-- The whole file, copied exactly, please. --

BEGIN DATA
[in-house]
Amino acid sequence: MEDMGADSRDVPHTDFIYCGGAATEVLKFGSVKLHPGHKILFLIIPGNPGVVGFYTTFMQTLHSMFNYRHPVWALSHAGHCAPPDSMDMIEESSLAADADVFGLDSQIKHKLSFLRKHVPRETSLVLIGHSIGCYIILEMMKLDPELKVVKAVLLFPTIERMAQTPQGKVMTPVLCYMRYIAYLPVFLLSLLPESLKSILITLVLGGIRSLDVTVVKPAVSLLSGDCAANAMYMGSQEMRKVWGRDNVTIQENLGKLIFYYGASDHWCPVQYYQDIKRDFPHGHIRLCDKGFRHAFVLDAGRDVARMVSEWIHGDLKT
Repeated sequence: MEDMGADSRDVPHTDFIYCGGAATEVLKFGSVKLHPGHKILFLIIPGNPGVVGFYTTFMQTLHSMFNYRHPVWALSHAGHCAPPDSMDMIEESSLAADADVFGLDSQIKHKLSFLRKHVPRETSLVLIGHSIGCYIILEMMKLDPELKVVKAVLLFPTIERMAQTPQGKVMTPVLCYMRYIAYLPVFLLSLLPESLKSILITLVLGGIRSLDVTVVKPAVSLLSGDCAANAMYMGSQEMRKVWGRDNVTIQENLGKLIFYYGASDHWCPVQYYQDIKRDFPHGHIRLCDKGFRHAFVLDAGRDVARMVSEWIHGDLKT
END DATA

[in-house]
Amino acid sequence: MEDMGADSRDVPHTDFIYCGGAATEVLKFGSVKLHPGHKILFLIIPGNPGVVGFYTTFMQTLHSMFNYRHPVWALSHAGHCAPPDSMDMIEESSLAADADVFGLDSQIKHKLSFLRKHVPRETSLVLIGHSIGCYIILEMMKLDPELKVVKAVLLFPTIERMAQTPQGKVMTPVLCYMRYIAYLPVFLLSLLPESLKSILITLVLGGIRSLDVTVVKPAVSLLSGDCAANAMYMGSQEMRKVWGRDNVTIQENLGKLIFYYGASDHWCPVQYYQDIKRDFPHGHIRLCDKGFRHAFVLDAGRDVARMVSEWIHGDLKT
Repeated sequence: MEDMGADSRDVPHTDFIYCGGAATEVLKFGSVKLHPGHKILFLIIPGNPGVVGFYTTFMQTLHSMFNYRHPVWALSHAGHCAPPDSMDMIEESSLAADADVFGLDSQIKHKLSFLRKHVPRETSLVLIGHSIGCYIILEMMKLDPELKVVKAVLLFPTIERMAQTPQGKVMTPVLCYMRYIAYLPVFLLSLLPESLKSILITLVLGGIRSLDVTVVKPAVSLLSGDCAANAMYMGSQEMRKVWGRDNVTIQENLGKLIFYYGASDHWCPVQYYQDIKRDFPHGHIRLCDKGFRHAFVLDAGRDVARMVSEWIHGDLKT